Antoni in the Kitchen by Antoni Porowski review

Hi everyone! Due to health and family reasons I took a week off, so apologies if anyone has sent me a message or email! I promise I will respond asap. To cheer myself up, I picked up Antoni in the Kitchen which I kindly received from the publisher via Netgalley. I’m also a fan of Queer Eye, having been known to binge it, so was really intrigued when I heard Porowski had a cookery book coming out.

One of the things I really liked about the book was the stories behind each recipe. Porowski would talk about his family life and growing up, and how those influenced his love of food. It gave the book a nice personal touch, as well as also being educational. I know very little about Polish cuisine (or indeed Porowski himself) so it was interesting to learn more about it.

Antoni in the Kitchen is also really nicely presented. There are many colourful images accompanying the recipes, step by step instructions, and different sections depending on your taste or needs (such as ‘Veg’, ‘Animals’, Bakes’). I do think this book will work with novice cooks more than those with some experience in the kitchen. Whilst a lot of the recipes I would eat and look delicious, for example the roast butternut squash soup, a lot of them are straightforward. There isn’t anything really challenging or groundbreaking in terms of techniques or food combinations which makes it suitable for beginners, but may be of less interest to those who aren’t.

If you’re a fan of Queer Eye or are interested in getting into cooking, then I would recommend Antoni in the Kitchen. The instructions are easy to follow, plus the beautiful photographs help to show how to present the dishes. Some recipes might be too simple, but nonetheless there are plenty of quick, healthy recipes to sink your teeth into.

Antoni in the Kitchen is published by Bluebird and you can find more information here.

The 28-Day Vegan Plan by Kim-Julie Hansen review

Hi everyone! So last week Bluebird sent an email with a sample of blogger Kim-Julie Hansen’s latest book, The 28-Day Vegan Plan. Now, I’m not vegan myself but one of my New Years’ Resolutions was to be healthier (let’s see how long I can keep that one up!) and so I decided to see if there were any veggie recipes I could incorporate into my diet.

However when reading The 28-Day Vegan Plan I was pleasantly surprised to find it wasn’t just recipes. Hansen goes into her background and explains why she became vegan and her complicated relationship with food. This resonated with me, and will probably with lots of other people, as sadly disordered eating seems quite commonplace yet not really discussed. There are also tips on meditation and self-care. It was interesting to read –  there aren’t many cookbooks with self-worth passages – and highlighted Hansen’s idea that this isn’t a diet nor a quick-fix scheme for underlying issues. It was really nice to see someone address those topics and potentially provide pointers.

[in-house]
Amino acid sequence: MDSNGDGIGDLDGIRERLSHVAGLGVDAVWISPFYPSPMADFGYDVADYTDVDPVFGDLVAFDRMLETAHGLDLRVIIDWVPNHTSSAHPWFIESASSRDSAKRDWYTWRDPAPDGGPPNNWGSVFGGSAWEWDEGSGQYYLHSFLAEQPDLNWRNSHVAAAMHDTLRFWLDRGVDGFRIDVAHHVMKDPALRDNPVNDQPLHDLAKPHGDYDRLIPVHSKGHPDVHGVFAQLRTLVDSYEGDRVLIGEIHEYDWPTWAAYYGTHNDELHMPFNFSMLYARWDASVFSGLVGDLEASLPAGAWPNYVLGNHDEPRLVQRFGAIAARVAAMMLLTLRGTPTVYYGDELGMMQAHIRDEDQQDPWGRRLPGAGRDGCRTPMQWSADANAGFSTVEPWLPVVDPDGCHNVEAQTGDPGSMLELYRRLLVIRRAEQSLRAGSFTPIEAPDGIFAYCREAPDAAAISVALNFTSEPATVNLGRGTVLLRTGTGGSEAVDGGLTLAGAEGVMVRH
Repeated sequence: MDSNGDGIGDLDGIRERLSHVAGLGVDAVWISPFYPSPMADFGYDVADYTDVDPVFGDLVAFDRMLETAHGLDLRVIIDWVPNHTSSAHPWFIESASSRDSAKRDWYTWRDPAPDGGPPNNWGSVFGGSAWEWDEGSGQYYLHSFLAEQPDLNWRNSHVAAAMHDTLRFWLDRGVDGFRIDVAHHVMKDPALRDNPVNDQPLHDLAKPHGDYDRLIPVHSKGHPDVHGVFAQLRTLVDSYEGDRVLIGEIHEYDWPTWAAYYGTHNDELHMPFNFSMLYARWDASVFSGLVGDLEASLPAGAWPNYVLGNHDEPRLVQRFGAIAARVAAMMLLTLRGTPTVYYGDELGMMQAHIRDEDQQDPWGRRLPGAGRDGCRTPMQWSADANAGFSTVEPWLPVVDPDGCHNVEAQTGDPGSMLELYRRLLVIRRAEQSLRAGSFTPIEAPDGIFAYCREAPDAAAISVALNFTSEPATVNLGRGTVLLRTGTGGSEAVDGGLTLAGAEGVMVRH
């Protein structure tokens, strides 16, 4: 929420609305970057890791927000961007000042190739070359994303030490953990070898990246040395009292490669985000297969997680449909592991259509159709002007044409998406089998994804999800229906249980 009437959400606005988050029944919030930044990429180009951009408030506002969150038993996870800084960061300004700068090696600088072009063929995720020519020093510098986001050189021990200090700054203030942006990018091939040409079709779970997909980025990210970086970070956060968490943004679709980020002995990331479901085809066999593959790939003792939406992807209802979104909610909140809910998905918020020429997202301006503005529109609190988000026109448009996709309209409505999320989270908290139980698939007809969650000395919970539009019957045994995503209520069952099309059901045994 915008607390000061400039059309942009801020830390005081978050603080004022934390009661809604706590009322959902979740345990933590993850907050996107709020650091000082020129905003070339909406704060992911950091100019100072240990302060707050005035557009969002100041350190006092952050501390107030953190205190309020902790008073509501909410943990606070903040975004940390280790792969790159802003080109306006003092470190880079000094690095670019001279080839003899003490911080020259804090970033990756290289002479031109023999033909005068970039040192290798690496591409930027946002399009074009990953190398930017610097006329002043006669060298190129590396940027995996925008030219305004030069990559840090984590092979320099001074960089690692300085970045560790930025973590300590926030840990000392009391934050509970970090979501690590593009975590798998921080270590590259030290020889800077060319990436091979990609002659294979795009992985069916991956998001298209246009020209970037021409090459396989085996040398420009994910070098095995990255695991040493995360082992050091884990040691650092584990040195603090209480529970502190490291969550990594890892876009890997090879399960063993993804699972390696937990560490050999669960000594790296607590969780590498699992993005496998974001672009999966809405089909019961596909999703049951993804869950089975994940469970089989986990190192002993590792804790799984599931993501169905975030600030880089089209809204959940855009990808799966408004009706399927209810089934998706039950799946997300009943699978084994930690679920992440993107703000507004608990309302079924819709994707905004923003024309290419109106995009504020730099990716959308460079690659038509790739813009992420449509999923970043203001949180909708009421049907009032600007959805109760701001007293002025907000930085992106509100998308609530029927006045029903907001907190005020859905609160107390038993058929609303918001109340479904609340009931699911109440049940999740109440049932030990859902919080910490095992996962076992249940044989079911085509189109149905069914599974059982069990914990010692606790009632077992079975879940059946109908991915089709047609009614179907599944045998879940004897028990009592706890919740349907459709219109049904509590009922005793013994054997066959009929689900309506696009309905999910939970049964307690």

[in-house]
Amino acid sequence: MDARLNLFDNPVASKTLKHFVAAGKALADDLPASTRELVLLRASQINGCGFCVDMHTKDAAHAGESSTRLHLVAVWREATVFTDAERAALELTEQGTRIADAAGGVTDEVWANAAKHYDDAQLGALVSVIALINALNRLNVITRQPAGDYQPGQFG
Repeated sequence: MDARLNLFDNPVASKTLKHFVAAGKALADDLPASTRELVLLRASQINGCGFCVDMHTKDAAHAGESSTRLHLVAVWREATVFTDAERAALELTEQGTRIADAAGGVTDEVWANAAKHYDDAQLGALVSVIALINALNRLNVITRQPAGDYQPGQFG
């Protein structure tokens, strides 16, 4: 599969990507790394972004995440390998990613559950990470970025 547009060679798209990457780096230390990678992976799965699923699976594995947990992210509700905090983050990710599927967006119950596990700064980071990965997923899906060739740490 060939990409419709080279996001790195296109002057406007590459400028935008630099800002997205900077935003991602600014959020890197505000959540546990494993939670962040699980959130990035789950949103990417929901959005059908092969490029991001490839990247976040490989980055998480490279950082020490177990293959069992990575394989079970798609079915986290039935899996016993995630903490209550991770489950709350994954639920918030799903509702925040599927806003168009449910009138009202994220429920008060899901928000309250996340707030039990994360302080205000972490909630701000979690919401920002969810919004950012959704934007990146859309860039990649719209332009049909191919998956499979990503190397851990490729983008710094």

This is very much a beginner’s cookbook. Every week has a shopping list at the front so you know exactly what to buy and what you’ll be using for the seven days which is handy in terms of planning ahead. Hansen also provides instructions how to cook and store food which, while some tips I found helpful, a lot seemed to boil down (no pun intended) to common sense, such as storing food in air-tight containers. In terms of the recipes themselves, there’s a really nice variety of meals from baked potatoes to pastas to tacos so there is something for everyone to enjoy; I’m personally heading towards pancakes. Some of the recipes are a little simplistic, for example the smoothies and the peanut butter and blueberry toast. They just seemed really basic in contrast to other recipes and I felt their inclusion was a little unnecessary.

cherry pancakes
Being healthy = cherry pancakes. Photograph (c) publisher

I think The 28-Day Vegan Plan is a great starter into cooking, whether vegan or not. As I said previously, some recipes and prep instructions make this a really good book for beginners but I feel people with more experience might find these a bit milquetoast. I don’t know if there are any more challenging recipes further in, so there might be something for them to enjoy. Overall, I did like The 28-Day Vegan Plan for Hansen’s honesty regarding her past, the easy layout of the recipes, and for including a wide range of meals at an affordable cost.

Quick question before I sign off: would people like me to review more cookbooks? I like reading and cooking from them but don’t know if anyone would like any recommendations? Let me know in a comment below!

The 28-Day Vegan Plan is published by Bluebird and you can find more information here.